Pieter De Hooch’s oil on wood painting, The Visit, depicts a group of figures enjoying each other’s company in a domestic setting. Measuring 26 3/4 x 23 inches, the painting falls under the genre of Merry Company and is characterized by its small size and finely nuanced observation of everyday living. De Hooch was known for his cultured treatment of color and light, with variations in tone and perspective evident in his works.
The Visit was painted around 1657 during De Hooch’s transitional phase towards utilizing a darker and richer range of colors. Similar to his contemporary Jan Vermeer, De Hooch had an interest in portraying fashionable life in Amsterdam and often depicted the domestic life of women and children. The delicate treatment of light evident in The Visit is reminiscent of Vermeer’s style while highlighting De Hooch’s own unique artistic approach.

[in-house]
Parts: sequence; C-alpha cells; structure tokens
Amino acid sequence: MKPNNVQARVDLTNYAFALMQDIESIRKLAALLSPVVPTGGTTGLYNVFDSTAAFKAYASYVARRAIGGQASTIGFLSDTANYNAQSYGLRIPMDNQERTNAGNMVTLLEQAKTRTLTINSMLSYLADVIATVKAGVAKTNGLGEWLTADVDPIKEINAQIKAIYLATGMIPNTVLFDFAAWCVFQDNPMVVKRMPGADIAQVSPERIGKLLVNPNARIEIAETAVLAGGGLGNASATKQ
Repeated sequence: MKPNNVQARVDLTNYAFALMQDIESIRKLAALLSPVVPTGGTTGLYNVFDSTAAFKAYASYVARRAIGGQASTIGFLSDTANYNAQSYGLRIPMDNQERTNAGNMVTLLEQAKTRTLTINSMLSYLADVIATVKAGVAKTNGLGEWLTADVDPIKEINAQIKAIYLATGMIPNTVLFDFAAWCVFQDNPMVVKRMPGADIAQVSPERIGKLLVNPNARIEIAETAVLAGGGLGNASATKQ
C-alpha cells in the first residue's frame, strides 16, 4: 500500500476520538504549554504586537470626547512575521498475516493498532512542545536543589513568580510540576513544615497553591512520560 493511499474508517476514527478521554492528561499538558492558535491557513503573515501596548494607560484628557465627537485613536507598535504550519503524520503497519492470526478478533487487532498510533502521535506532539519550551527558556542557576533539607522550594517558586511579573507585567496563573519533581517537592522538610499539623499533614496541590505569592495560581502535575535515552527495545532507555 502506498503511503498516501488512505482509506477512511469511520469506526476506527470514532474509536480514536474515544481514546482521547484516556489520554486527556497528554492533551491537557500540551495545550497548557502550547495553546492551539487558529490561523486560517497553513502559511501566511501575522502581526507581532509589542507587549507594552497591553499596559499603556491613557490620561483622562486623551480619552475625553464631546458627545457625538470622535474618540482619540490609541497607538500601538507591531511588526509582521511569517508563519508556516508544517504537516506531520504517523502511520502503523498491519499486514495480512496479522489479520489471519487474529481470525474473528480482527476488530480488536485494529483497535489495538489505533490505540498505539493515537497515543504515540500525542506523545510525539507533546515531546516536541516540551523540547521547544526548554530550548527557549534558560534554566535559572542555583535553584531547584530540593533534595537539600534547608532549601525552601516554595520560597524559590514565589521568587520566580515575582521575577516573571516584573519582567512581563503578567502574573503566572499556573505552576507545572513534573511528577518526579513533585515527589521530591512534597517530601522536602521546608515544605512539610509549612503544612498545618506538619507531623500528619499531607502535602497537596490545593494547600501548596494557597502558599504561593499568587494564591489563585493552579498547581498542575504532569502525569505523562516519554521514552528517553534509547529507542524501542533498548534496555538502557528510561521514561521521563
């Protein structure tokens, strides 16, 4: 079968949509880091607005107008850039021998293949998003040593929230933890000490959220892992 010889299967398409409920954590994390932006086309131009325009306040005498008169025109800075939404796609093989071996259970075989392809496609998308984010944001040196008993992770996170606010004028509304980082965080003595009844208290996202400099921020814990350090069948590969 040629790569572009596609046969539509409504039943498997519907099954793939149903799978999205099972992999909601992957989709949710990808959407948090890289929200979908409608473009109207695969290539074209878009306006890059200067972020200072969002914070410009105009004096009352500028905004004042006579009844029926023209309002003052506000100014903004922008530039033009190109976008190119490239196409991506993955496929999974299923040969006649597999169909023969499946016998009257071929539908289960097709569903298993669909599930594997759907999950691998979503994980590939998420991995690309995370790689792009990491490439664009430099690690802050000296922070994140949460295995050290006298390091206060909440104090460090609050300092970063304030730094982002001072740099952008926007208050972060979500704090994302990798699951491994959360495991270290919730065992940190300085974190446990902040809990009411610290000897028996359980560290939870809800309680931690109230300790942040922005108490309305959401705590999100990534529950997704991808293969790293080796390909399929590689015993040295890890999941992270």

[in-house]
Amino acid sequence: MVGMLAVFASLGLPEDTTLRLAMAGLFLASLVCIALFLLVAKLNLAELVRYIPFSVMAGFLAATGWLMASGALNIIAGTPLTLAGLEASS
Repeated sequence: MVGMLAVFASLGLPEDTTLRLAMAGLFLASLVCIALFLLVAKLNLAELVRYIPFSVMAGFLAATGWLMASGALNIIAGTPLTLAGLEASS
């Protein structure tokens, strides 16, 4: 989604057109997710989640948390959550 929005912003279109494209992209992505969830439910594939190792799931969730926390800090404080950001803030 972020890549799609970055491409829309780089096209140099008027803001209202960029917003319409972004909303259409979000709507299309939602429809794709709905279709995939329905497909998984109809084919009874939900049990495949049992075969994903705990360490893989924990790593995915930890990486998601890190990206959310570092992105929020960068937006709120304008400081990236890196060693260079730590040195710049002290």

Currently housed at The Metropolitan Museum of Art in Manhattan, The Visit holds significance as one of the first works where De Hooch used linear perspective to construct a realistic interior space. As the eldest child who outlived all his siblings, Pieter De Hooch left behind a body of work that reflects his sense for capturing scenes from everyday life with precision whilst evoking emotion through nuanced touches such as varied thresholds or glimpses into adjoining rooms that hint at intricate human stories taking place outside the viewfinder.